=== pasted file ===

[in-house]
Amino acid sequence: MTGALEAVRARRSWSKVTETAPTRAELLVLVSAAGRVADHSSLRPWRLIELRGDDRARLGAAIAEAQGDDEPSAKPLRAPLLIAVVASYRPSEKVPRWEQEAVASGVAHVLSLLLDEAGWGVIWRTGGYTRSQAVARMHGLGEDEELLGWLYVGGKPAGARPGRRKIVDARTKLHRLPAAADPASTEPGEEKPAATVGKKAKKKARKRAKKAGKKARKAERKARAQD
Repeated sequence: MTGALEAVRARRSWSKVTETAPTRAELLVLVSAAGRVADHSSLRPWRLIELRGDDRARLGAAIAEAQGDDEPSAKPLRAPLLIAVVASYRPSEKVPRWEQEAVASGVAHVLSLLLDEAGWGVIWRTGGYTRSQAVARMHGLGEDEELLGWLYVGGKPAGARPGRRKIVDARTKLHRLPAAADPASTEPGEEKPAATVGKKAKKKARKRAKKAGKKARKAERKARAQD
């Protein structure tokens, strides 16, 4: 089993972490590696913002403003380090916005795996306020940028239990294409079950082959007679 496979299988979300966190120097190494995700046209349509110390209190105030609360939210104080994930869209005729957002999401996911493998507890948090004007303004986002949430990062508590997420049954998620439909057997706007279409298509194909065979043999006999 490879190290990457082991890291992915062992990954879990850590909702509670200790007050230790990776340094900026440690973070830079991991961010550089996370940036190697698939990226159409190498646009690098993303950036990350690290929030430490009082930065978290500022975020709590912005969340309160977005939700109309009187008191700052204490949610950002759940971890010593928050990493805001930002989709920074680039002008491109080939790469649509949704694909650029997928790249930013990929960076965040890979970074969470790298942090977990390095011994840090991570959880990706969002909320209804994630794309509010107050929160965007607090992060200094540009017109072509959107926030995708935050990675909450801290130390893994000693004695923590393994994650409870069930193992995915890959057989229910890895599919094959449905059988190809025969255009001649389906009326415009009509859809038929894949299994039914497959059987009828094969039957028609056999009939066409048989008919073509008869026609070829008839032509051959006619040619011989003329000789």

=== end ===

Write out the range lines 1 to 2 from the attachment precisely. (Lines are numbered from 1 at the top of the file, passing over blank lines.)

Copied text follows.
[in-house]
Amino acid sequence: MTGALEAVRARRSWSKVTETAPTRAELLVLVSAAGRVADHSSLRPWRLIELRGDDRARLGAAIAEAQGDDEPSAKPLRAPLLIAVVASYRPSEKVPRWEQEAVASGVAHVLSLLLDEAGWGVIWRTGGYTRSQAVARMHGLGEDEELLGWLYVGGKPAGARPGRRKIVDARTKLHRLPAAADPASTEPGEEKPAATVGKKAKKKARKRAKKAGKKARKAERKARAQD